Commentary

November 1, 2013

Empowering our Airmen

Maj. Kelly A. Gerlach
92nd Contracting Squadron commander

FAIRCHILD AIR FORCE BASE, Wash. — The beginning of a new fiscal year always brings a unique set of challenges. Fiscal year 2014 is no exception.

Not only did we start off the fiscal year with a government-wide shutdown, but we now also find ourselves in a continuing resolution environment coupled with sequestration.

For more than a year now Airmen have been told to start thinking of new and innovative ways to get the mission done safely. Fiscal year 2014 is proving to be no different.

As the Defense Budget shrinks, doing more with less is the new normal. Our senior leaders are challenging us to use our creativity to make the Air Force better for our generation of Airmen and for the generations to come. In a recent speech on empowering Airmen, Gen. Mark A. Welsh III Chief of Staff of the Air Force said, “If it doesn’t make common sense, if it doesn’t make the mission better, if it doesn’t take better care of our people, then just don’t do it and tell your boss you’re done.”

These are powerful words that every Airmen needs to understand and live by.

Do you find yourself in your work center realizing there is a more efficient way to accomplish the mission? Challenge yourself to change the system from the bottom up. Empowering Airmen and trusting them to make the right decisions is the only way the United States Air Force will remain the most powerful Air Force in the world. If not, our Air Force will bleed talent, and ultimately, we will fail to fly, fight and win.

Empowering Airmen requires a delicate balance. For example, the first time an Airman proposes a more efficient way to get the job done and that idea gets shot down, they will be hesitant in the future.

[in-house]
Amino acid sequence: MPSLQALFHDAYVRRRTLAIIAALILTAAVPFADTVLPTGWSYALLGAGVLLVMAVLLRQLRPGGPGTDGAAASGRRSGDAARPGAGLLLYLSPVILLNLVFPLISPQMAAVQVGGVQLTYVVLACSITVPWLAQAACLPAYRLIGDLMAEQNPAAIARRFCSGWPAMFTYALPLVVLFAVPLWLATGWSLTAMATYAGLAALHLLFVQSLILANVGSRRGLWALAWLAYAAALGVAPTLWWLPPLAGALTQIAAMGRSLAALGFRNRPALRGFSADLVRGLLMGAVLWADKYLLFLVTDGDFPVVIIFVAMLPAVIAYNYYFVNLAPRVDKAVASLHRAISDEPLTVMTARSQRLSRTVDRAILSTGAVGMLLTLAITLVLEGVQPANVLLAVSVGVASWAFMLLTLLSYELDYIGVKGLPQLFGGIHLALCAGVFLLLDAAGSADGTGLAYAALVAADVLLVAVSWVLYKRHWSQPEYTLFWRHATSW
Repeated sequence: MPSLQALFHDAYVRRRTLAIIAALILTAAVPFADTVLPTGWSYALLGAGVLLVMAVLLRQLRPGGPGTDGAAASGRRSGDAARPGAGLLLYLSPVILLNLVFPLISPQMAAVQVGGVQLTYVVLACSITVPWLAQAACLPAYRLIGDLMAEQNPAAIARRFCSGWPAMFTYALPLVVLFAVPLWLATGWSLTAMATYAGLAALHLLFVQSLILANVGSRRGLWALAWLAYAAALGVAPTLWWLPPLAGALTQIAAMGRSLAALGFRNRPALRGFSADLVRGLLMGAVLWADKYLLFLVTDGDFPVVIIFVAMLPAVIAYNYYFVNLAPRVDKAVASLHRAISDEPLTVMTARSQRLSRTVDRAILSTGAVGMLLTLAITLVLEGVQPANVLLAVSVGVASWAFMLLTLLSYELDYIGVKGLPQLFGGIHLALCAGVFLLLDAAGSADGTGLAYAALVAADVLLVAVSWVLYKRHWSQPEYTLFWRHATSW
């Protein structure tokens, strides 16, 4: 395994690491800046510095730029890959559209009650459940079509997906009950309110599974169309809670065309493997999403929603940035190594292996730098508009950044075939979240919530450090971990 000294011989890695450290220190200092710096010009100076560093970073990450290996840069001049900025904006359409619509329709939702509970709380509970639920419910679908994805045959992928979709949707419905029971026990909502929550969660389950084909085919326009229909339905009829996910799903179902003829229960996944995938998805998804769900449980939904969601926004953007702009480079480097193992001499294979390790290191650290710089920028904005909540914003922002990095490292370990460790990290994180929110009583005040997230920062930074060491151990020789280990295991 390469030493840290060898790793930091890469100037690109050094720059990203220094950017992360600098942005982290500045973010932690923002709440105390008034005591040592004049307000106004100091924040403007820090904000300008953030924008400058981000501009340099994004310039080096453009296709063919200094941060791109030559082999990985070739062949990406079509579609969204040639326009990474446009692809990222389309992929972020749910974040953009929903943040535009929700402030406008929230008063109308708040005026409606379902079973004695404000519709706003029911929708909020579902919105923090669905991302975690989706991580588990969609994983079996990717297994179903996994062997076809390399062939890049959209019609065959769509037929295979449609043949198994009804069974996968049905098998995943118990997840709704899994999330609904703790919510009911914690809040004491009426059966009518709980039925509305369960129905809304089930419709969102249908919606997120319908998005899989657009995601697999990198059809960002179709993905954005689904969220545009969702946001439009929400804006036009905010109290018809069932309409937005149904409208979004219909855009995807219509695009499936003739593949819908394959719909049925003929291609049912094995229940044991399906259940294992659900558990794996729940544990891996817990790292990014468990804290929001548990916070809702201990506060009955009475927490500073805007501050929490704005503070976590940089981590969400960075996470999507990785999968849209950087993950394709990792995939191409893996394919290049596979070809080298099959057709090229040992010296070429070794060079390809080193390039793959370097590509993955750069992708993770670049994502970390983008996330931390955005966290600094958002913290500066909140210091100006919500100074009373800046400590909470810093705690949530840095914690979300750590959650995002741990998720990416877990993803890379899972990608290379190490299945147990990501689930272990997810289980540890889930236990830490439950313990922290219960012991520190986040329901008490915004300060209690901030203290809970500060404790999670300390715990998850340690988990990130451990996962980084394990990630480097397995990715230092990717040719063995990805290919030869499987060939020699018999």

Also, if Airmen are told that an idea is good, but the change is never made, they won’t make further suggestions.

It is incumbent upon leaders at all levels to listen, improve and implement ideas where able. Any changes outside of one’s scope of responsibility must be funneled up the chain of command for action. Feedback and follow-up are essential to making this process work.

By empowering our Airmen, we can continue to keep the Air Force on the road to air superiority.




All of this week's top headlines to your email every Friday.


 
 

 

Information security part of everything we do

NELLIS AIR FORCE BASE, Nev. — It’s been one of those days. You are super busy and your unit just received another tasking. You are trying to do five jobs at once and don’t even have time to think. You decide to help your unit deployment manager get the word out and forward an email...
 
 

When leaders earn their keep

JOINT BASE SAN ANTONIO-RANDOLPH, Texas — It’s no secret that a key to being a good leader, military or otherwise, is taking care of your people. I strongly believe Airmen aren’t able to perform at their peak if their personal lives are in disarray. Whether financial woes, marital issues, illnesses or other troubles, it’s tough...
 
 

Why I became a victim advocate for fellow Airmen

Editor’s note: Though the author chose to remain anonymous, this is the real story of one Airman’s experience with sexual assault. Be mindful that no two sexual assault stories are the same. If you, or anyone you know, has been or is currently a victim of any sexual crime, contact the Sexual Assault Response Coordinator...
 

 
suicideprevention

Suicide prevention: What you can do

http://www.airforcemedicine.af.mil/suicideprevention AVIANO AIR BASE, Italy (AFNS) — September 8 through 14 is National Suicide Prevention Week. However, many people are hesitant to get involved in the discussion on the topic...
 
 

Eliminating stigma: Leadership responsibility

WASHINGTON (AFNS) — As a child, a close relative of mine committed suicide. In those days, mental health was only discussed in hushed tones and little support was available. I was shaped by this experience and in my military career, I have tried to create an environment where people feel comfortable discussing their problems and...
 
 

Revisiting, examining four elements of leadership

TRAVIS AIR FORCE BASE, Calif. — Whenever I see a new revision of the Professional Development Guide, I find myself reflecting on an experience I had meeting an awards board almost 20 years ago. I was a young staff sergeant and my flight chief was a panel member. He came up with a question from the 1993...
 




0 Comments


Be the first to comment!


Leave a Reply

Your email address will not be published. Required fields are marked *

You may use these HTML tags and attributes: <a href="" title=""> <abbr title=""> <acronym title=""> <b> <blockquote cite=""> <cite> <code> <del datetime=""> <em> <i> <q cite=""> <strike> <strong>


Directory powered by Business Directory Plugin